Hawke's Bay farmers desperate as serious drought is overshadowed by Covid-19 crisis

Sean Hogan
Source: 1News

Alistair Renton dishes out the last meal for his four year old cows - their next stop is the meat works as he can't keep feeding them.

“We were meant to be unloading hay here today now but as you can see we are not because the truck driver says it's not coming," he told 1 NEWS on a cold morning in Maraekakaho.

There's fresh snow on the mountain ranges in the distance, but not a drop of rain fell on his baron farm last night.

His cows are the latest casualties of a drought tormenting Hawke's Bay. They won't be the last animals he'll have to cull this year.

"We've killed 600 ewes in lamb and bought in a lot of feed so there is not going to be a lot of income next year."

In fact, the majority of the North Island is experiencing the driest start to a year on record.

Water restrictions have been in place in Northland for months and this week, Auckland Council also announced restrictions for our biggest city.

Over the last six months, the Hawke's Bay has seen only a quarter of expected rainfall.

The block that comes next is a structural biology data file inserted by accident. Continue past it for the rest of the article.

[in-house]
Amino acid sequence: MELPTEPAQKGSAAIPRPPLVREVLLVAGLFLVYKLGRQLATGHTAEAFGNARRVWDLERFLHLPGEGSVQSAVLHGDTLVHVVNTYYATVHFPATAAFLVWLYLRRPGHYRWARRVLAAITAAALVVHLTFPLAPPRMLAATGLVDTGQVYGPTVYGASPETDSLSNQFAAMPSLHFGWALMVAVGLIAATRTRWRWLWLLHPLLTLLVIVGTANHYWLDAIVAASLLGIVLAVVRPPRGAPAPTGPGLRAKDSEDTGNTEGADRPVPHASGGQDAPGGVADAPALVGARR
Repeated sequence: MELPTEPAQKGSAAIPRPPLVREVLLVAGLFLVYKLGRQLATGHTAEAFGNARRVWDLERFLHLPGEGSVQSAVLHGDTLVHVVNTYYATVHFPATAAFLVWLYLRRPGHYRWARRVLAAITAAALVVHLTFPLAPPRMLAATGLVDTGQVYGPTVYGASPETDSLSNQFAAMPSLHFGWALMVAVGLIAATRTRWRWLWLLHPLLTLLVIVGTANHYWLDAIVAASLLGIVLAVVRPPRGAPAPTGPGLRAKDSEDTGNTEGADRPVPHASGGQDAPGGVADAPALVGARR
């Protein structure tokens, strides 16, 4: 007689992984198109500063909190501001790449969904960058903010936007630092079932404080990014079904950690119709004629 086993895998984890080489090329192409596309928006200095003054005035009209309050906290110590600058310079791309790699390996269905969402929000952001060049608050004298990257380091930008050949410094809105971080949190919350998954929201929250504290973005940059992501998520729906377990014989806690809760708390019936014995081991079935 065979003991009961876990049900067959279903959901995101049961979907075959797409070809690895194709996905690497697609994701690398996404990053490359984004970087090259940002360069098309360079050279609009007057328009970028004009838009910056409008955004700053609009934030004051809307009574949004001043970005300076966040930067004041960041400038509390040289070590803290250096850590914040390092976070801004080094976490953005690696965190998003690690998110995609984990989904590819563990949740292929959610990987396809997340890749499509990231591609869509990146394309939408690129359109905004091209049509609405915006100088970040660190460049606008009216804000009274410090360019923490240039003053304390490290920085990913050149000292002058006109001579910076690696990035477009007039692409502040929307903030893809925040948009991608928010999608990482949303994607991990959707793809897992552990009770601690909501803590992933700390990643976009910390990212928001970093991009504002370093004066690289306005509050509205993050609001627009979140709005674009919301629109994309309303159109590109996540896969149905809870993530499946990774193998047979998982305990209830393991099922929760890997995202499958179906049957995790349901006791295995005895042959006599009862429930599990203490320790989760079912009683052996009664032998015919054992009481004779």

And for rural communities, it means feed is scarce everywhere.

Federated Farmers Hawke's Bay president Jim Galloway says it's plaguing farmers in the region.

"The main issue is winter is coming we have had some frosts already the winds have turned round to the south and it's quite cold so grass doesn't grow when it's cold. So we are starting to run out of opportunities to grow grass for winter."

Poppy Renton set up a Facebook page to help connect her community with feed and each other.

"Everyone's wanting it and there is not enough there and people are getting promised it and it's not turning up like we were."

Now with over 2000 members. They are sharing the tough times together.

This week two co-ordinators have been set up by the Government to try get farmers the feed they need, they've also pledged $500,000 for advice on dealing with droughts but for many that's a drop in this very dry bucket.

Jim Galloway says it's a start.

"Most people know they haven't got enough feed," he laughed. "But it helps them explore other opportunities."

This year, $17 million has been pledged for drought initiatives but Kate Renton said lockdown was taking its toll.

"Usually you go to the pub or to your neighbours and have a drink and a chat and exchange ideas and whatever advice but you can't at the moment," she said.

With dams running dry, Federated Farmers wants wider water storage considered.

"We need to get things moving and water storage for stock water better on farm storage for that maybe community schemes also for irrigation and that allows people to diversify."

So as the Covid-19 crisis continues, it's another challenge for farmers with other issues in mind.